Healthy Nutrition for Breast Cancer Patients and Survivors

A diagnosis of breast cancer can cause many to evaluate their dietary intake and lifestyle.  Incorporating a good diet during and after breast cancer treatment is an important factor in improving your energy, strength and overall well-being.

Before starting any diet, you may want to consider talking to a dietician to help guide you toward a healthy eating plan that is right for you. Contact your insurance provider to learn about nutrition services that may be available under your insurance plan.

Tips on healthy eating:

While there is no food or dietary supplementation that researchers have found to prevent cancer from returning, guidelines created by the National Cancer Institute, can help decrease the chances of breast cancer reoccurrence.  Below are four tips they have outlined:

Tip 1 – Increase your intake of fruits, vegetables and whole grains

According to Stanford Healthcare, plant foods rich in fiber, antioxidants and phytochemicals have been shown to decrease the risk of cancer and protect the body from other chronic diseases such as diabetes and heart disease. Fruits, vegetables and whole grains also contain antiestrogen and chemopreventive properties that may prevent cancer.

In 2016, a study out of the Harvard School of Public Health found that women eating 1.5 servings of whole grain a day were less likely to get pre-menopausal breast cancer than those eating hardly any whole grain in their diet.

Tip 2– Minimize the amount of cured and pickled foods.

Bacon and other cured or pickled meats contain a substance called nitrate, which has the potential to cause cancer in laboratory animals when eaten in large doses. Some doctors say it is best to limit the amount of cured meats in the diet, because they are generally high in fat and salt.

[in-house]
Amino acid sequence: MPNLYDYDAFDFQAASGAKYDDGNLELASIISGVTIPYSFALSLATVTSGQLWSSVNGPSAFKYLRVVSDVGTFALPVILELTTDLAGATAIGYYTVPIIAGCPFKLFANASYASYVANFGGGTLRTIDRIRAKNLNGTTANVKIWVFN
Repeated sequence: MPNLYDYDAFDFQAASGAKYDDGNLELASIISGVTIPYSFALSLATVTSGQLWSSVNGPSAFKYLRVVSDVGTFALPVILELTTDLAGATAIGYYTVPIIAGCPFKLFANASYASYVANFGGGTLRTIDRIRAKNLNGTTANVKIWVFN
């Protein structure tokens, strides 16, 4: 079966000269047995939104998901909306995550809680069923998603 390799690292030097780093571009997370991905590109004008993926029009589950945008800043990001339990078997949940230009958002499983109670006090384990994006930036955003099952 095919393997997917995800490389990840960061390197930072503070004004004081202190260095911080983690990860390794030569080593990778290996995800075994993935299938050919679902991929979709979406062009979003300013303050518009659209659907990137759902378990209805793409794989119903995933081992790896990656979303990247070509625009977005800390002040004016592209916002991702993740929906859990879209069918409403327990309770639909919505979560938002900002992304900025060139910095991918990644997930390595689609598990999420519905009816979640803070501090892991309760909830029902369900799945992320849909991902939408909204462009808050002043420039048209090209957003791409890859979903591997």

Tip 3 – Achieve and maintain a healthy weight

According to the American Cancer Society, having more fat tissue raises estrogen levels in the body which can increase your chance of getting breast cancer. This might be important for anyone who is trying to reduce the risk of a future recurrence of a hormone-responsive cancer, even after being treated for cancer.  Overweight or obese is defined by a body mass index (BMI) that is greater than 25 (overweight) or 30 (obese).  The BMI chart below can help you quickly calculate your own BMI.

Tip 4 – Alcohol consumption should be done in moderation, if at all.

Many studies show an association between alcohol consumption and the development of breast cancer. According to US National Library of Medicine, even moderate alcohol consumption has been linked to an approximate 30-50% increased risk in breast cancer. Women diagnosed with breast cancer may want to consider avoiding alcohol.

Sources: National Cancer Institute, US National Library of Medicine, American Cancer Society, Stanford Healthcare, Harvard School of Public Health